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SUBMITTED BY:  Robin Oldham (edited and vetted by Cheri Todd Molter)

This is a picture of Dr. Edward Buncombe Haughton of Washington County. (Click image to enlarge.) He never married and was a surgeon during the Civil War. My cousin is an auctioneer, and once when I stopped by to give him some family history, I grabbed the photos that he had going up for auction. Most were of family members in Washington County. Here is Dr. Haughton’s story, based on information found in the Find a Grave Biography that is posted. I know he was single because I researched him to see if I could find some descendants.

Dr. Edward Buncombe Haughton was born about 1830 to parents Thomas B. and Eliza Goelet Haughton of Washington County, North Carolina. His father died when he was about two years old. According to census records, in 1840, Haughton lived with his mother at Edenton, Chowan County

11/07/1847 – The date of Eliza Haughton’s Last Will & Testament; she died at Chowan Co., N.C.
09/13/1850 – Student, Tyrrell Co., N.C. (living with Dr. Henry D. Lewis & his family – indexed in the 1850 U.S. Census as Edward B. Haughton)
1852 – M.D. degree, University of Pennsylvania, Medical Department, Philadelphia, PA (Source: Thesis: “Marsh Miasma,” Tyrrell Co., N.C.)
May 27 – June 1, 1857 – Elected lay delegate by St. Luke’s Church, Washington Co., N.C., to the 41st Annual Convention of the Protestant Episcopal Church in the State of North Carolina
July 9, 1860 – Practiced medicine in Washington County, N.C. Edward B. Haughton lived alone. (Source: 1860 U.S. Census)
09/15/1862 – 09/30/1862 – Asst. Surgeon-in-charge, Fair Ground Barracks Hospital, Goldsboro, N.C.
10/14/1862 – Asst. Surgeon, serving a Battalion of N.C. Artillery, Kinston, N.C.
01/22/1863 – As Asst. Surgeon, stationed at Goldsboro, N.C.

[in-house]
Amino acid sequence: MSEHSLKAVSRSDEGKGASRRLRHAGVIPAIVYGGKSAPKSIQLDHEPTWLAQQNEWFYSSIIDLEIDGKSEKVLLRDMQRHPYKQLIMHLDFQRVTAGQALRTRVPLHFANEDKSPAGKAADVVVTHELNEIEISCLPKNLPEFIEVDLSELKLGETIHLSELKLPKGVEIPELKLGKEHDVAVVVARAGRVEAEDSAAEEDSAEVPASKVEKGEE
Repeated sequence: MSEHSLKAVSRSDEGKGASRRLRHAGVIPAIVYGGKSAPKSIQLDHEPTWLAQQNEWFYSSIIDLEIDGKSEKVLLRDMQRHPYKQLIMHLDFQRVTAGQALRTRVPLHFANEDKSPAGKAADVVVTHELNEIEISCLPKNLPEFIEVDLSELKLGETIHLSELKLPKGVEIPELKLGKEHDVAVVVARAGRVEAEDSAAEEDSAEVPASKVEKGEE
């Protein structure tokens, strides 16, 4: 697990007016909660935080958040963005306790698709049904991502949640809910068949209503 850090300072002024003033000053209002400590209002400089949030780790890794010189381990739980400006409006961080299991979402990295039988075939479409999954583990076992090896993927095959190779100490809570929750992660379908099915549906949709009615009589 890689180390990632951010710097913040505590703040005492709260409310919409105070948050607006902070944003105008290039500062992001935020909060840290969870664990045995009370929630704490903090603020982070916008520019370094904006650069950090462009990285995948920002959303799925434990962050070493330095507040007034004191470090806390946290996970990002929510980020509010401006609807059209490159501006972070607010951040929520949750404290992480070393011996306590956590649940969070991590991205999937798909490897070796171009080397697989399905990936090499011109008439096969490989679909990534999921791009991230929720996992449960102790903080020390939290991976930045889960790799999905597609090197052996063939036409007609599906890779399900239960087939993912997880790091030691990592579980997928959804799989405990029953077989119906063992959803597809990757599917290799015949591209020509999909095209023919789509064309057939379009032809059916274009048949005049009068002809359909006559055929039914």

03/01/1863 – Asst. Surgeon, 10th N.C. Troops (Artillery), camp near Goldsboro, N.C.
03/28/1863 – Asst. Surgeon, 10th N.C. Troops Artillery), Goldsboro, N.C.
04/21/1863 – Asst. Surgeon, 10th N.C. Troops, Franklin, Virginia
05/14/1863 – Asst. Surgeon-in-charge, Hospital Department, 10th N.C. Troops, Franklin, Virginia
06/11/1863 – Asst. Surgeon, 10th Regiment, N.C. Troops (Artillery), Franklin, Virginia
07/04/1863 – Asst. Surgeon, 10th North Carolina Troops, Spring Bank, near Goldsboro, N.C.
08/11/1863 – Asst. Surgeon, Camp near Goldsboro, N.C.
12/31/1863 – An invoice of Quartermaster’s Stores that was turned over to Capt. E. Harvey, A.Q.M., 10th Regt. North Carolina Troops, Fort Branch, N.C., was written by Asst. Surgeon E. B. Haughton, 10th N.C. State Troops. It includes one ambulance and two horses.
02/13/1864 – Asst. Surgeon: He purchased one pr. pants, one blanket, two shirts, and two drawers for $40.50 from a Quartermaster, Raleigh, N.C.
04/11/1864 – Medical Officer, 10th N.C. Infantry, Fort Branch, N.C.
09/30/1864 – In a note written at Plymouth, N.C., the following was written: “This is to certify that Capt. E. W. Adams A.Q.M, turned over for the use of the Hospital at this place ten packing boxes from which bunks were made for the inmates of the hospital., E. B. Haughton, Asst. Surgeon, P.A.C.S.”
1867 – Practiced medicine, Fairfield, Hyde Co., N.C.